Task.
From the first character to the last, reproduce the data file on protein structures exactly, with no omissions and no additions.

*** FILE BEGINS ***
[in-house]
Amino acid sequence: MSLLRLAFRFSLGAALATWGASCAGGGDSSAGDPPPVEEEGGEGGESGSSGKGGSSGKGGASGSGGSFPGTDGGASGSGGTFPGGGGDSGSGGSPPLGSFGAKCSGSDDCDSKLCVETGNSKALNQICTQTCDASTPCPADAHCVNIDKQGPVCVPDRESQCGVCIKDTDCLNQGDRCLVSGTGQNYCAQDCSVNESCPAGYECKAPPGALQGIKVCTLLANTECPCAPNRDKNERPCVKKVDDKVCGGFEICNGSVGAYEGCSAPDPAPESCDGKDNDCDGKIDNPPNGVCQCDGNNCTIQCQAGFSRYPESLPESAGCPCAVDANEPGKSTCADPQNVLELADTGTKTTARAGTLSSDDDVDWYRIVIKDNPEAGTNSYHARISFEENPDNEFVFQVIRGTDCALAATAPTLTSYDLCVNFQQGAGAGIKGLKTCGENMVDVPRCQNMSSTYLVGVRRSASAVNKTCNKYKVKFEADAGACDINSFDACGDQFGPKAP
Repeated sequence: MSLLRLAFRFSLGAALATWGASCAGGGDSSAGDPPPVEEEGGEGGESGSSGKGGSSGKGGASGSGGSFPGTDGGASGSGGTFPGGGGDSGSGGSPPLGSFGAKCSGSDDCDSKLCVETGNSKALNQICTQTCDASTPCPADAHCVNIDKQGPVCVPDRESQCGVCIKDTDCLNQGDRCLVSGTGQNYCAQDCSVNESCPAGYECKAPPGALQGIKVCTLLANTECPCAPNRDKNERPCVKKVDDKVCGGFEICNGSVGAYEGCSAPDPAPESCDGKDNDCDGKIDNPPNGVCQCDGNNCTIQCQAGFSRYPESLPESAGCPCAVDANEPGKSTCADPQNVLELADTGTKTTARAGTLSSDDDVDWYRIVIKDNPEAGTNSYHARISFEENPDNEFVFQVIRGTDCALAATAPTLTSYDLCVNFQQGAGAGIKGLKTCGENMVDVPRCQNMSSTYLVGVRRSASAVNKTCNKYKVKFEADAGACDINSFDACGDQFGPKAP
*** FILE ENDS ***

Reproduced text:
[in-house]
Amino acid sequence: MSLLRLAFRFSLGAALATWGASCAGGGDSSAGDPPPVEEEGGEGGESGSSGKGGSSGKGGASGSGGSFPGTDGGASGSGGTFPGGGGDSGSGGSPPLGSFGAKCSGSDDCDSKLCVETGNSKALNQICTQTCDASTPCPADAHCVNIDKQGPVCVPDRESQCGVCIKDTDCLNQGDRCLVSGTGQNYCAQDCSVNESCPAGYECKAPPGALQGIKVCTLLANTECPCAPNRDKNERPCVKKVDDKVCGGFEICNGSVGAYEGCSAPDPAPESCDGKDNDCDGKIDNPPNGVCQCDGNNCTIQCQAGFSRYPESLPESAGCPCAVDANEPGKSTCADPQNVLELADTGTKTTARAGTLSSDDDVDWYRIVIKDNPEAGTNSYHARISFEENPDNEFVFQVIRGTDCALAATAPTLTSYDLCVNFQQGAGAGIKGLKTCGENMVDVPRCQNMSSTYLVGVRRSASAVNKTCNKYKVKFEADAGACDINSFDACGDQFGPKAP
Repeated sequence: MSLLRLAFRFSLGAALATWGASCAGGGDSSAGDPPPVEEEGGEGGESGSSGKGGSSGKGGASGSGGSFPGTDGGASGSGGTFPGGGGDSGSGGSPPLGSFGAKCSGSDDCDSKLCVETGNSKALNQICTQTCDASTPCPADAHCVNIDKQGPVCVPDRESQCGVCIKDTDCLNQGDRCLVSGTGQNYCAQDCSVNESCPAGYECKAPPGALQGIKVCTLLANTECPCAPNRDKNERPCVKKVDDKVCGGFEICNGSVGAYEGCSAPDPAPESCDGKDNDCDGKIDNPPNGVCQCDGNNCTIQCQAGFSRYPESLPESAGCPCAVDANEPGKSTCADPQNVLELADTGTKTTARAGTLSSDDDVDWYRIVIKDNPEAGTNSYHARISFEENPDNEFVFQVIRGTDCALAATAPTLTSYDLCVNFQQGAGAGIKGLKTCGENMVDVPRCQNMSSTYLVGVRRSASAVNKTCNKYKVKFEADAGACDINSFDACGDQFGPKAP